Navigating the holiday season during a pandemic is likely going to be tricky for many retailers, as they try to stock store shelves and get ready for shoppers.
Many say they are taking the situation in stride and preparing for the best.
“We are planning on moving head normally,” said Jessica Colvin, owner of Pure Suds Soap Company in Clarks Summit. “We are ramping up just as we normally would.”
Colvin said she usually begins getting ready for the holiday season in September. She began the business in 2010. What will look different are the number of artisan markets that she normally attends to sell her handmade soaps and bath and body products.
“We are waiting to see how those events will be held and what they will look like,” she said, otherwise Colvin said they will likely do in-store events for customers.
She said there’s a level of frustration in not knowing what is ahead.
“There’s definitely a gray area,” she said. “Our goal is that all of our clients and employees are comfortable. We are thankful to be open to the public. If we have to re-strategize, then we will do that.”
Colvin said website sales have spiked recent months, which is typically a slow time of year.
Heather Percival, who owns Grace Antony and Company in South Abington Township, closed in the beginning of the pandemic. She’s planning a reopening in mid-September.
“Our customers will continue to want the items we have always had,” she said. “We are going to continue to stock the store.”
Percival, who took full ownership of the store in February shortly before the pandemic, said any new items will take time because shipping times have slowed. She sells market goods, clothing and gifts.
“I’m really kind of waiting to get my doors opened,” she said, “and see how the traffic is. I think people are really anxious to get out and shop, but at the same time everyone still has their concerns. I’m anxious to see what foot traffic will be like.”
She said since she doesn’t have any employees, she was not eligible for PPP money. Percival said she’s now applying for grants.
“Online sales stopped in May,” she said. “I was hesitant to order new inventory because I didn’t know when I was going to open. We really had no idea.”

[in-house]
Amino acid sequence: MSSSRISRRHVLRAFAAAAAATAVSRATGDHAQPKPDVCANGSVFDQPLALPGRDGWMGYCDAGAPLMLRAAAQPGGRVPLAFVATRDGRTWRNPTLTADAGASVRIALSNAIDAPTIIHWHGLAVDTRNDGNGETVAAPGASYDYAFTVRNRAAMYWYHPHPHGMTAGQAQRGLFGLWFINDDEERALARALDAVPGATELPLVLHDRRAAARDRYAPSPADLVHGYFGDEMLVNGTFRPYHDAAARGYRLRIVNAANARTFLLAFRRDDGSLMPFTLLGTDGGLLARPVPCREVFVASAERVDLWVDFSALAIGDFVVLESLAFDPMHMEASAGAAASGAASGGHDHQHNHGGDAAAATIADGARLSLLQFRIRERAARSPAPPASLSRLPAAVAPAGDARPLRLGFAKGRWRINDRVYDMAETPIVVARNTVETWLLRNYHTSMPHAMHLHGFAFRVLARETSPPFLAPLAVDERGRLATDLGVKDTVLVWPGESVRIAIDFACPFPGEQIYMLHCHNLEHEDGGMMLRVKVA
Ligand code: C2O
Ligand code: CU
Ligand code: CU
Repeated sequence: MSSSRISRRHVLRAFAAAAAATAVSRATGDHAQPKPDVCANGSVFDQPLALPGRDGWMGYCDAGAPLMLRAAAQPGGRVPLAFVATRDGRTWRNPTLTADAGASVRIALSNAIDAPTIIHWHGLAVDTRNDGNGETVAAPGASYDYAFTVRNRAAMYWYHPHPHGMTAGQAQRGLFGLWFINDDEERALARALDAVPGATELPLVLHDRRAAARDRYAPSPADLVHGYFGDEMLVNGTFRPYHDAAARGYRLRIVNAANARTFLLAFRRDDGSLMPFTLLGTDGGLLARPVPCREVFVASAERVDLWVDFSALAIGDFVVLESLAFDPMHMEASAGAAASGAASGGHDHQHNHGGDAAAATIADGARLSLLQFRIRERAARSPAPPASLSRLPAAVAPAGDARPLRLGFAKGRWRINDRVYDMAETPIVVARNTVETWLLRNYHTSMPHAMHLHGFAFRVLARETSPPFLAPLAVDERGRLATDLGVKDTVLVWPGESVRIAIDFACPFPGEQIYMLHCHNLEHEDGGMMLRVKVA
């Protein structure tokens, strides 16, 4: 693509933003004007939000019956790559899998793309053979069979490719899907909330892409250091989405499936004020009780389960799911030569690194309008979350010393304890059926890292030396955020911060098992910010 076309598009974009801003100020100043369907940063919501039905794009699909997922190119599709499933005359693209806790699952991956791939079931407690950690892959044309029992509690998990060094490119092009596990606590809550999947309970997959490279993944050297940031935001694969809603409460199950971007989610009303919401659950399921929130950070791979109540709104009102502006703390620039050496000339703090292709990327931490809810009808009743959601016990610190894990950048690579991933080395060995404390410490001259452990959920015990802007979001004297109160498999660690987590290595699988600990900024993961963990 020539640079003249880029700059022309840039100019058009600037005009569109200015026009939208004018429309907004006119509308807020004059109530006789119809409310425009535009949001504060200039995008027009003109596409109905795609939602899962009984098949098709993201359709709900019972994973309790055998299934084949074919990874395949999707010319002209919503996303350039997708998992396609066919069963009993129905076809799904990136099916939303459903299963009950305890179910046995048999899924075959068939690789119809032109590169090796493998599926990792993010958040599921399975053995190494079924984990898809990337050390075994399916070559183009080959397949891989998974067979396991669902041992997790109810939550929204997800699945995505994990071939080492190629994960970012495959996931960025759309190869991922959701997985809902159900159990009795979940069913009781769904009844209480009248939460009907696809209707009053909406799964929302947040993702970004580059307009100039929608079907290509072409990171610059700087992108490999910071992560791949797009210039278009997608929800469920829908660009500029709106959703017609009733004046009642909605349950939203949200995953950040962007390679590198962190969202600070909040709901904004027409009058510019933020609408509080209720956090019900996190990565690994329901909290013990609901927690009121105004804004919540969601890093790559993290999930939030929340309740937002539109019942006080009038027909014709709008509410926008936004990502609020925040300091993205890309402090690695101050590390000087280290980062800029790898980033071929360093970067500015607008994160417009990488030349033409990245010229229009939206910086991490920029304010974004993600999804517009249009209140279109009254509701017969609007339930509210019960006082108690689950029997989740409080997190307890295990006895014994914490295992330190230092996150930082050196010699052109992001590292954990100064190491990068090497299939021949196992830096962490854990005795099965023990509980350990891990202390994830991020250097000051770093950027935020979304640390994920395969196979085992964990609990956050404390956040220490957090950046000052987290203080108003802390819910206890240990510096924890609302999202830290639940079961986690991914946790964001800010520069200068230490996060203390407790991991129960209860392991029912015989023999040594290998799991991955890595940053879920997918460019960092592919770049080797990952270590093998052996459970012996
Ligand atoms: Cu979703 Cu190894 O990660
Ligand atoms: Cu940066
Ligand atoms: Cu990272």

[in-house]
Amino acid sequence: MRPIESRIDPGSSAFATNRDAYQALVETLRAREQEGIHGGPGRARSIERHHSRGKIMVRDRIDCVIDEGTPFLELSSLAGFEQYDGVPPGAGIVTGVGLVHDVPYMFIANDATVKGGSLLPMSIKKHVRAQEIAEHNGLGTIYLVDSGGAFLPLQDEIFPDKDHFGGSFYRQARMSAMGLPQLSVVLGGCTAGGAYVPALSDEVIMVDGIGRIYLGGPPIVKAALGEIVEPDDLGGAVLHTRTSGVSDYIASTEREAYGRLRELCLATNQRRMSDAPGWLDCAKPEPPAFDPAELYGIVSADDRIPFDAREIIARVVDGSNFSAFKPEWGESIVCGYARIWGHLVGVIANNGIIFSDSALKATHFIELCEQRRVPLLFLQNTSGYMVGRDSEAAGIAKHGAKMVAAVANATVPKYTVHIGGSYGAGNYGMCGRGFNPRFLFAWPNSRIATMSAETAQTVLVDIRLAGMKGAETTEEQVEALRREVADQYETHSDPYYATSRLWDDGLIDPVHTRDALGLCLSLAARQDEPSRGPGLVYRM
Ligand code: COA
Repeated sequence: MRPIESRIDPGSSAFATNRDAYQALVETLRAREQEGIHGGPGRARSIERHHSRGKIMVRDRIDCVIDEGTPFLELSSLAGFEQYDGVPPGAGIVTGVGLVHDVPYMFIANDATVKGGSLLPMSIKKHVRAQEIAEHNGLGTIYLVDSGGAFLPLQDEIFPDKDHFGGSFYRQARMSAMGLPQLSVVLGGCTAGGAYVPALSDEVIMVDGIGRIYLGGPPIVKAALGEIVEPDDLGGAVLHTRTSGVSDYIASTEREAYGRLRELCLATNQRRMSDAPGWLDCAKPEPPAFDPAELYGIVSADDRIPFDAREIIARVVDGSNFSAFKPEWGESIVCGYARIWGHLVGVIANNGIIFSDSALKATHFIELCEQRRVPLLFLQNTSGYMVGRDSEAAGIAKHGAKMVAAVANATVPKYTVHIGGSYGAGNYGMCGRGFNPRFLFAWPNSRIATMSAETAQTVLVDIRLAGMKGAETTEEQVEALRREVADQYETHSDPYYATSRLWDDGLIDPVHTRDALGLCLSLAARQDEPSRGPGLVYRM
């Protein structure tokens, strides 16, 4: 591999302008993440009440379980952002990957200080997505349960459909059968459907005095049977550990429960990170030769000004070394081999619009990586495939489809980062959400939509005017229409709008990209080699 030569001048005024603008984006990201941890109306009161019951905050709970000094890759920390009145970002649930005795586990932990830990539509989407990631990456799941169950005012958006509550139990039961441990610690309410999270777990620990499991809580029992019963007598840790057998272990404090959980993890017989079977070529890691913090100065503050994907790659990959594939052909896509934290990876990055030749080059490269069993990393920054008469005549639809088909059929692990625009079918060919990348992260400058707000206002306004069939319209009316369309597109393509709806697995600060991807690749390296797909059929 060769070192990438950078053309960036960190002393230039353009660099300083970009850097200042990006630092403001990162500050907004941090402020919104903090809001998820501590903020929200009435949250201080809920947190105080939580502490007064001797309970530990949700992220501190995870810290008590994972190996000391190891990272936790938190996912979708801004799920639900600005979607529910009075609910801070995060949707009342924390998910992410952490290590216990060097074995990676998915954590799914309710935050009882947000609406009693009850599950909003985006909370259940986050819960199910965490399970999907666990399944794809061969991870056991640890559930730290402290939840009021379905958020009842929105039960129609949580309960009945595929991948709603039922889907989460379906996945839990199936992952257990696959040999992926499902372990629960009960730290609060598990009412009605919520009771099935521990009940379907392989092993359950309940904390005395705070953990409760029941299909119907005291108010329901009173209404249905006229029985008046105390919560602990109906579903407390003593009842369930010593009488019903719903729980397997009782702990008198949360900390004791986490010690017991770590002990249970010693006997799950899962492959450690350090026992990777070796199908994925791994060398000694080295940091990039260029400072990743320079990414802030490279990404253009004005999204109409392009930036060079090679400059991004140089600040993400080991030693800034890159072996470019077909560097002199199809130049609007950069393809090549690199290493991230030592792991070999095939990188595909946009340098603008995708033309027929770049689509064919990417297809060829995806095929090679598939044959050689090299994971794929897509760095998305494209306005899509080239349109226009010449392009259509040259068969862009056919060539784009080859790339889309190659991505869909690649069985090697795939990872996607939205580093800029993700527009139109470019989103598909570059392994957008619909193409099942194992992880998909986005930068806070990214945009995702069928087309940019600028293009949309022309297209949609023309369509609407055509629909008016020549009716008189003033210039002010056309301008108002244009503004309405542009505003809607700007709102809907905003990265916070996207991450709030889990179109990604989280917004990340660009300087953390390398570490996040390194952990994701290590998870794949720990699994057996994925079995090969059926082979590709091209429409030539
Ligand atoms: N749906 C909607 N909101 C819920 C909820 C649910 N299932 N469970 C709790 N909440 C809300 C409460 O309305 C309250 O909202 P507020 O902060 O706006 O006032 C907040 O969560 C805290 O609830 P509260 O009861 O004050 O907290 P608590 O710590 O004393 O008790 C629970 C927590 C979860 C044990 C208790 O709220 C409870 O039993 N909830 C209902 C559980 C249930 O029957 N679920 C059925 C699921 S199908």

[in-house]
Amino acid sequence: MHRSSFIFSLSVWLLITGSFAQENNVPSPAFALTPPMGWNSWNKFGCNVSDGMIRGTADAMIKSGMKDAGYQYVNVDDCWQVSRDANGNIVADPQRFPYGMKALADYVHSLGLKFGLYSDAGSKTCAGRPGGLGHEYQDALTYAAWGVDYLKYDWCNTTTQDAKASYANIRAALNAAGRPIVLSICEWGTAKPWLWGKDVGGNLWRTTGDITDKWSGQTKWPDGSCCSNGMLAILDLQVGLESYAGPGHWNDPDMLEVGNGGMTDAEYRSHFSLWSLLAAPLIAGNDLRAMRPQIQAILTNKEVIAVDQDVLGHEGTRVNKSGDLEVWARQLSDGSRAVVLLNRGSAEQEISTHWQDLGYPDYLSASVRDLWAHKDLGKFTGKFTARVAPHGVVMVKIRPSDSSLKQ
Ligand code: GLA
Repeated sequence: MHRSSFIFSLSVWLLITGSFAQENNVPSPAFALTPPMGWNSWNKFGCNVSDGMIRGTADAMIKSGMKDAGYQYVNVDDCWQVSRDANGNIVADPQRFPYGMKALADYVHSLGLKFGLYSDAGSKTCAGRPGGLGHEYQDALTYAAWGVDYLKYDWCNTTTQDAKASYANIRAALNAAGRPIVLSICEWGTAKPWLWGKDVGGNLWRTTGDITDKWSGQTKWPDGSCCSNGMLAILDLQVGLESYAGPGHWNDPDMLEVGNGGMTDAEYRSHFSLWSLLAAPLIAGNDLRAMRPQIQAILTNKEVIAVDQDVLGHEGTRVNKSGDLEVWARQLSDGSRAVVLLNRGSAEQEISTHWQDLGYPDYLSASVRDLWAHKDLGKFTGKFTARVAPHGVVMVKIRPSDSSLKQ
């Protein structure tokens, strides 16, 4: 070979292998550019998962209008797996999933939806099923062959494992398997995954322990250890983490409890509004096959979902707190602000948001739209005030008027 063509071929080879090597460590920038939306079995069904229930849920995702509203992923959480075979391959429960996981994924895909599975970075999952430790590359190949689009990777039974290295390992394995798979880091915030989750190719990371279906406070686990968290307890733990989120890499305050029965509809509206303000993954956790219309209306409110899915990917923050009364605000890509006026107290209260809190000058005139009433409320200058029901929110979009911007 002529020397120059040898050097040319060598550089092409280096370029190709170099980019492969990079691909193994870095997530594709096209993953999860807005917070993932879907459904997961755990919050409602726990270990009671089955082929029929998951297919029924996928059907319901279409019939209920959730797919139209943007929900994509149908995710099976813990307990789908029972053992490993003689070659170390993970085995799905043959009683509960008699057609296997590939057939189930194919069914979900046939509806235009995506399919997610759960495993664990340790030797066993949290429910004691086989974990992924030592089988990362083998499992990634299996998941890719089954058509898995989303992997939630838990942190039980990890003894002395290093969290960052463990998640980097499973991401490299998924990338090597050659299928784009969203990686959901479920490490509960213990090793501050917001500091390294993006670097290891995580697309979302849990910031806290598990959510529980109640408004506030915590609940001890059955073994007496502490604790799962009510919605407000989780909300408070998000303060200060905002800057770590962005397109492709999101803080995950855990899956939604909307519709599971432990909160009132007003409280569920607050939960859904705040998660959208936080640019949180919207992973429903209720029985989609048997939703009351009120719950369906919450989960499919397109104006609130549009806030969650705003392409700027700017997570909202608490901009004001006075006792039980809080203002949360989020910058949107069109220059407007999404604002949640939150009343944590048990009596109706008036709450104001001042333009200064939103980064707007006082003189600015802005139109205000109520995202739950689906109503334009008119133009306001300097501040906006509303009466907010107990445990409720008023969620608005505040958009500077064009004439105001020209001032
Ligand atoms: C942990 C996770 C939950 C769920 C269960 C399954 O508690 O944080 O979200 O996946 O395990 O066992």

Paula Fitzpatrick, who has owned Fitzpatrick’s Irish and Celtic Store on Main Street in Stroudsburg said business has been good despite the pandemic and she expects a brisk holiday shopping season.
“I do okay,” she said. “As far as the holidays are concerned, I’m going to do what I do every year. I don’t think I’m going to change much.”
Fitzpatrick said with some stores closed and people who are anxious to get ‘out and about,’ the situation is working to her benefit.
“So far, I haven’t really seen anything bad. Business has been pretty good.”
Joseph Moroney-Tregaskis held a mid-August opening of the Bloomsburg Soap and Scent Company on Iron Street. He’s looking forward to people buying for the holidays.
“I know I have a really good product,” he said. “Am I worried? Yes, I’d be foolish not to be, but I’m just going to roll with it.”
He said despite being in the midst of a pandemic, he got a good deal on rent in his new shop. He had been doing craft shows previously, but many of those have been canceled.
Moroney-Tregaskis said since much of the product he sells is custom made, he can control his inventory and not invest heavily.
“It’s just ordering supplies,” he said. “I’ve learned over the years to stick to what you do best and to keep an eye on your inventory and to go with requests.”